Reading

Curiosity and the willingness to learn from others should never leave us. Below you will find a list of Recommended Reading (in alphabetical order by Title) that will serve to satisfy these human desires:

  • Act of Congress. By Robert G. Kaiser. A revealing and disturbing account of how hard it has become to get any major legislation through Congress.
  • Average is Over. By Tyler Cowen. About the disappearing middle class in America. Cowen explains why average is simply not good enough in this day and age.
  • Being Mortal. By Atul Gawande. From inside the medical establishment, Gawande, a practicing surgeon, reveals how unprepared America’s medical professionals are to deal with end of life issues in a way that is respectful of the convictions and wishes of patients who near the end of the road.
  • Coming Apart. By Charles Murray. A brilliant but discouraging analysis of the development of two completely separate classes of citizenry within the Caucasian segment of the US population.
  • Duty. By Robert M. Gates. One of the best written and most informative memoir by an exemplary public servant.
  • Grow. By Jim Stengel. How Ideals power growth and profit at the world’s greatest companies.
  • Global Crossings. By Alvaro Vargas Llosa. An eloquent explanation of why continuing immigration is of vital interest to the United States.
  • Hillbilly Elegy. By J.D. Vance. If you ever want to get a plausible explanation of Donald Trump’s appeal to the poor and undereducated white Americans, this is a book you should not miss. J.D. Vance escaped but he was one of them.
  • Knocking on Heaven’s Door. By Katy Butler. An achingly beautiful commentary on the failure of modern medicine to accept dying as an inevitable conclusion of human life and restore the value of a “good death”.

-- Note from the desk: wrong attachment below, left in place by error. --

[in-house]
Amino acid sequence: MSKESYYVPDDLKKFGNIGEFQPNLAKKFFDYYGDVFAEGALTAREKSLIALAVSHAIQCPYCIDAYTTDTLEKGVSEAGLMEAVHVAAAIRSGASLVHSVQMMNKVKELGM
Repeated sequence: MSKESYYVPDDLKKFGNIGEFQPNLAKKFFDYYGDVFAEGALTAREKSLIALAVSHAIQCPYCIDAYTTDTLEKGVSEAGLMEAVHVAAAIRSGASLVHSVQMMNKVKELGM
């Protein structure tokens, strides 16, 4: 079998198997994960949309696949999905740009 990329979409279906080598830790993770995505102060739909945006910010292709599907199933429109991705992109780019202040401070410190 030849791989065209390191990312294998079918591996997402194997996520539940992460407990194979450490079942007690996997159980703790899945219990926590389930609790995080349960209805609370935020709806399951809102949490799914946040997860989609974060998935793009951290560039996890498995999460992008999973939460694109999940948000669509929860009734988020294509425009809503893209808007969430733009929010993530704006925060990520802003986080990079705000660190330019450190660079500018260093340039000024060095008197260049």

• Our Kids. By Robert D. Putnam. This book addresses the widening class-based opportunity gap among young people based on a comparison of upward mobility challenges in his Ohio birth place in Port Clinton, fifty years ago and today. A convincing document evidencing that America has a serious class-based opportunity challenge.
  • Still Alice. By Lisa Genova. Probably the most compelling book I’ve read in a long time. About a Harvard professor who gradually gets hijacked by Alzheimer’s, ultimately depriving her of the right to choose her own destiny. It’s fictional but real. And really frightening.
  • Superpower. By Ian Bremmer. The book outlines three choices for America’s role in the world. The author, after thoughtful analysis, opts for a role that prioritizes the building of internal strength and making America a role model for the rest of the world. This choice implies acceptance of minimal US intervention in the solving of other nation’s problems.
  • The Big Thirst. By Charles Fishman. An up to date account of the importance of water in our lives and the logistical, political and social challenges presented by the unequal distribution of clean fresh water on our planet.
  • The Road to Character. By David Brooks. By studying the lives of a number of exemplary human beings as diverse as Dwight Eisenhower and Dorothy Day, David Brooks is looking for the deeper values that should inform and guide our lives. Brooks is on his own quest for what it takes to give life more meaning and hopes that it may provide a roadmap for his readers.
  • The Rule of Nobody. By Philip K. Howard. The Chairman of Common Cause offers in this book a startlingly fresh slant on what is holding back good, common sense, public governance in America.
  • The Unwinding. By George Packer. A piercing, factual and non-ideological critique of the growing inequality that is threatening to tear America apart.
  • Thinking Fast and Slow. By Daniel Kahneman. About fast, intuitive and emotional thinking versus slower, more deliberative and more logical thinking.
  • Tribe. By Sebastian Junger. Our yearning for belonging to a tribe explains both the legendary loyalty and solidarity of military units under fire and the difficulty of reintegration with society after the soldier comes home.
  • White House Burning. By Simon Johnson and James Kwak. About the Founding Fathers, our National Debt and why it matters to you.
  • Working at Cross Purposes. By Mike Marks, Tim Horan and Mike Emerson. How Distributors and Manufacturers can manage conflict successfully.